Nykaa, India’s largest beauty e-tailer, is in the middle of what experts predict will be a blockbuster IPO. The company’s social media strategy has had a major role to play in its success—and that may be its problem, too.
The 5,350 crore rupee ($715 million) IPO, open from Oct. 28 to Nov. 2, comes bearing mostly good news. Joining the league of Zomato, it’s yet another proof that India’s young startups are maturing and providing lucrative exits for investors.
The e-commerce platform dedicated to beauty, skincare, and apparel, is thriving in the era of trillion-dollar-everything-seller Amazon. Besides, its success is a vote of confidence for female entrepreneurs.
In building this business, more than 95% of Nykaa’s sales happen via its site and app; only 5% through brick-and-mortar outlets. And driving this success has been a gamut of social media users. India’s biggest beauty e-tailer, which has 12.6 million followers across its own channels, has an army of over 1,300 influencers promoting its products.
And that is also where the company needs to fortify itself against trouble.
Turning social media into an asset
Many Indian e-commerce brands, from fashion sites Myntra and Ajio to skincare brand Mamaearth, follow marketing models similar to Nykaa’s. But the Mumbai-based firm was a trailblazer.
It was “one of the first online retail platforms in India to drive widespread product and influencer-led education through creative and entertaining content across the video and written formats,” Motilal Oswal wrote in an Oct. 26 analyst note. “Nykaa has developed a loyal community of bloggers and content creators who, in most cases, receive commissions on the sales they drive on the platform.”
It has a large affiliate programme, where people can sign up to get unique shareable links, and earn a commission when their followers buy on Nykaa via their link. Many of them post these links with content like make-up tutorials, providing not just entertainment but skill-sharing to drive consumption of Nykaa’s products.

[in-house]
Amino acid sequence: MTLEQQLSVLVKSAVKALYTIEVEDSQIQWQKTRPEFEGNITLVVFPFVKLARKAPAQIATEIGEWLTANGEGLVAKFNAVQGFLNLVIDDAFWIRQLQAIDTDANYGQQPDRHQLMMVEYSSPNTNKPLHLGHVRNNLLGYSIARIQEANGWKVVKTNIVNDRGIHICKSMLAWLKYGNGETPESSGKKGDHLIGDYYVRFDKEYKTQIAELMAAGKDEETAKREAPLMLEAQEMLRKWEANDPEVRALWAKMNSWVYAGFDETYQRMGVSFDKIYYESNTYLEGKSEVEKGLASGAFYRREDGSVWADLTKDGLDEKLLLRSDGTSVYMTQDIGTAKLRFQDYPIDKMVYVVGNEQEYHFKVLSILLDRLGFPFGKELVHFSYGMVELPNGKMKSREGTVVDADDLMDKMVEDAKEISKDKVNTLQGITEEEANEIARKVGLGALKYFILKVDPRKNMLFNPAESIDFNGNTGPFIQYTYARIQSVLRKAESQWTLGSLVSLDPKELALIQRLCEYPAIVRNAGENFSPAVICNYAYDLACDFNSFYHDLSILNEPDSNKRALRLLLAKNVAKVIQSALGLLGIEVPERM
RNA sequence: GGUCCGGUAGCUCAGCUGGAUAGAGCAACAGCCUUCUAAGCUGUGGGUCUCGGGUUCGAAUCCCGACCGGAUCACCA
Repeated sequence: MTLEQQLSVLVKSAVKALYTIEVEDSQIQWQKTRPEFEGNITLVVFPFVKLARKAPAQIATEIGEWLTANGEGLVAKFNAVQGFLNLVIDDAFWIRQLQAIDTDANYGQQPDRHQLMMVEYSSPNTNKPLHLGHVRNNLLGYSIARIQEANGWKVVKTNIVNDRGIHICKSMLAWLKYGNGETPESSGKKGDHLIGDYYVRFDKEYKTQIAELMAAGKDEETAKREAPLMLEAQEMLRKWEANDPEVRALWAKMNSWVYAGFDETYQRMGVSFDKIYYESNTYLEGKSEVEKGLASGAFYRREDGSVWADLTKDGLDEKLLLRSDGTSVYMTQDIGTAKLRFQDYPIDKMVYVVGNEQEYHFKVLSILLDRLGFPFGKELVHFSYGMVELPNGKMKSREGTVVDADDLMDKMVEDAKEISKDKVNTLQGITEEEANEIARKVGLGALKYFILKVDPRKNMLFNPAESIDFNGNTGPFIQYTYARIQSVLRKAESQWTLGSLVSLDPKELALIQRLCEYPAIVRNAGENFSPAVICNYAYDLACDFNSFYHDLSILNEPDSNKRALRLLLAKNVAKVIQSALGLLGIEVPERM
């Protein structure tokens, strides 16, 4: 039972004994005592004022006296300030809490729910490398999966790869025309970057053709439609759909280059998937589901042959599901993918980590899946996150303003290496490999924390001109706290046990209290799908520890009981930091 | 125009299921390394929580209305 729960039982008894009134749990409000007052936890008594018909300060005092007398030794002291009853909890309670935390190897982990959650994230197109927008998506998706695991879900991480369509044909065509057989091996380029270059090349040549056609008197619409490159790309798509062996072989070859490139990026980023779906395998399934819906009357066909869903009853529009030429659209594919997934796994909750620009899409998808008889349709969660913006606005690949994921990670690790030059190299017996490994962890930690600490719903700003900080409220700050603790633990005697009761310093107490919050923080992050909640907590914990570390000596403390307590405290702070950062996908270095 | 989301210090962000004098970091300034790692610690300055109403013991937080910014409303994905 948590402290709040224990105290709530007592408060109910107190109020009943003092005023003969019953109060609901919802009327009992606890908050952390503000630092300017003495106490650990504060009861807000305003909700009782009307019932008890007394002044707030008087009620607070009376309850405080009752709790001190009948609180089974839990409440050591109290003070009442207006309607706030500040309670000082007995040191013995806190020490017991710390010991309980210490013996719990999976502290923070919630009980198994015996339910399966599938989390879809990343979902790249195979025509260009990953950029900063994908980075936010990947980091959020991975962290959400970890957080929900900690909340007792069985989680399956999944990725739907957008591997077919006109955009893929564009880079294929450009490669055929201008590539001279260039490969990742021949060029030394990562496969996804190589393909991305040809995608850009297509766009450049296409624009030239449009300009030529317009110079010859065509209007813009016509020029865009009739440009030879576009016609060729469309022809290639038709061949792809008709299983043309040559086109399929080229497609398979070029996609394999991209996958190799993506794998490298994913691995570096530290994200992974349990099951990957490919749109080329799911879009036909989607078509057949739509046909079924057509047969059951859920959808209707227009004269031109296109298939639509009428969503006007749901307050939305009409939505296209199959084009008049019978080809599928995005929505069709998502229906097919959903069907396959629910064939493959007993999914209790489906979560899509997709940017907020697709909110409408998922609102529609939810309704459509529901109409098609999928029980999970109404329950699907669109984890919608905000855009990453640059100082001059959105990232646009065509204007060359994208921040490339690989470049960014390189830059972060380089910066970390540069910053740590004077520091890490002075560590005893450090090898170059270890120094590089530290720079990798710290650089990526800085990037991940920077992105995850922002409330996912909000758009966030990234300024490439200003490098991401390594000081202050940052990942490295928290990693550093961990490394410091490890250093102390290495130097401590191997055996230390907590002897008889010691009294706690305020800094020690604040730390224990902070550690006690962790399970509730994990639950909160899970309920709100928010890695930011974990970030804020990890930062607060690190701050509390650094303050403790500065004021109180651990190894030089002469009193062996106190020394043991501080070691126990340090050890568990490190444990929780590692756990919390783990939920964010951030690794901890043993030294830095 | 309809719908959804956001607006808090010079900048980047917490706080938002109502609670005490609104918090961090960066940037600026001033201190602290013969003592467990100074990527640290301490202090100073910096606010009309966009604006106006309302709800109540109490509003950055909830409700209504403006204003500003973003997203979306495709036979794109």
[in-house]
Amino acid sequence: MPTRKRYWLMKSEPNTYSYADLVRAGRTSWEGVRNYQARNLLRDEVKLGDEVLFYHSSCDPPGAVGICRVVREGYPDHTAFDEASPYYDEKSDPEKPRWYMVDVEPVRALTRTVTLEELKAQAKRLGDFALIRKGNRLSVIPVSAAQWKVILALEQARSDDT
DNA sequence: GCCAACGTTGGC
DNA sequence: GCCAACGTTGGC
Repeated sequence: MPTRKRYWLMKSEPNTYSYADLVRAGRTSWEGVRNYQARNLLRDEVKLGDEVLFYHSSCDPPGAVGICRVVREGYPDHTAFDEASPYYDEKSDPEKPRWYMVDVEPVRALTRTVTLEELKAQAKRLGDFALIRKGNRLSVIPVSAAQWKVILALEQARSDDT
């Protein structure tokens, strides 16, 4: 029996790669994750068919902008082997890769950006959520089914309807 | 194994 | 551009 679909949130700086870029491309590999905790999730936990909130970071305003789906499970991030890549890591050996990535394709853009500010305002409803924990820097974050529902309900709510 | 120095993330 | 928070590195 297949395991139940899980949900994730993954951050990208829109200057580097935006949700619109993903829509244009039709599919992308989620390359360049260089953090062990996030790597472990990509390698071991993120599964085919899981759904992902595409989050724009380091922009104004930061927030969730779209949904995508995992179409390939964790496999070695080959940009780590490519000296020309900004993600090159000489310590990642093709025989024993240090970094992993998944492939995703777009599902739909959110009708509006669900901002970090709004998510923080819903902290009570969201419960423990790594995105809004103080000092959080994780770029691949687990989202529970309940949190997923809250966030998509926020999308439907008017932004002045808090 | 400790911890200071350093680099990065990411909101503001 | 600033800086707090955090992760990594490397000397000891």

These creators have helped the company reach 300-350 million average monthly active users on platforms like Facebook, YouTube and Instagram.
Besides beauty and fashion bloggers, Bollywood actors Jahnvi Kapoor (13.4 million followers) and Alaya F (1.1 million), too, campaigned for it on Instagram. “Endorsement by well-known influencers further build-up the trust in the platform,” Arihant Capital wrote in an Oct. 25 note.
The same platforms have, however, been difficult at times.
The downside of Nykaa’s social media currency
In July 2020, Instagram account @dietsabya—an Indian hat-tip to @dietprada—began posting about Nykaa’s alleged toxic work culture. It spoke about C-suite executives cracking rape jokes and instances of food shaming, body shaming, and beauty shaming at the company. Women also complained of sexual harassment and mentioned, among other things, a trend of disturbing party games at the firm.
Separately, a series of threads on Reddit and Twitter accused Nykaa of selling expired products and fakes.
The company, however, professed zero tolerance for body shaming, racism, or any offensive comments. Beyond that, though, there wasn’t much done to clear its name.
Now, as the nine-year-old startup has gone public, such negative social media discourse will play out before a larger audience. The company will be answerable to shareholders and customers.
The immediate item on the housekeeping agenda is, of course, to improve the work environment and tackle counterfeits, if any. Then there is the area of public relations—key to long-term success.
Nykaa must learn to put out social media fires
Much like a bad earnings report, a lapse in governance, or broader economic, or political instability, a bruising tweet or Instagram story can hit financial performance. Social media is a trove of “emotional data” that can influence markets. A post, irrespective of being factual or not, can affect share prices.
Think of how Facebook shares fell after one of its worst outages and whistleblower allegations. Or how Reddit users deliberately came together to game the GameStop stock. Or how General Motors’ stock plummetted after it faced public outrage over vehicle recalls. The list is long.
“Considerably impacting the randomness of the markets, social media makes the cause and effect relationship between news and market movements that much more direct and immediate,” according to Adinah Brown of trading platform provider Leverate.
To safeguard itself, Nykaa will need various checks and balances—from a robust social media policy in place and upping cybersecurity to crafting a crisis communication plan.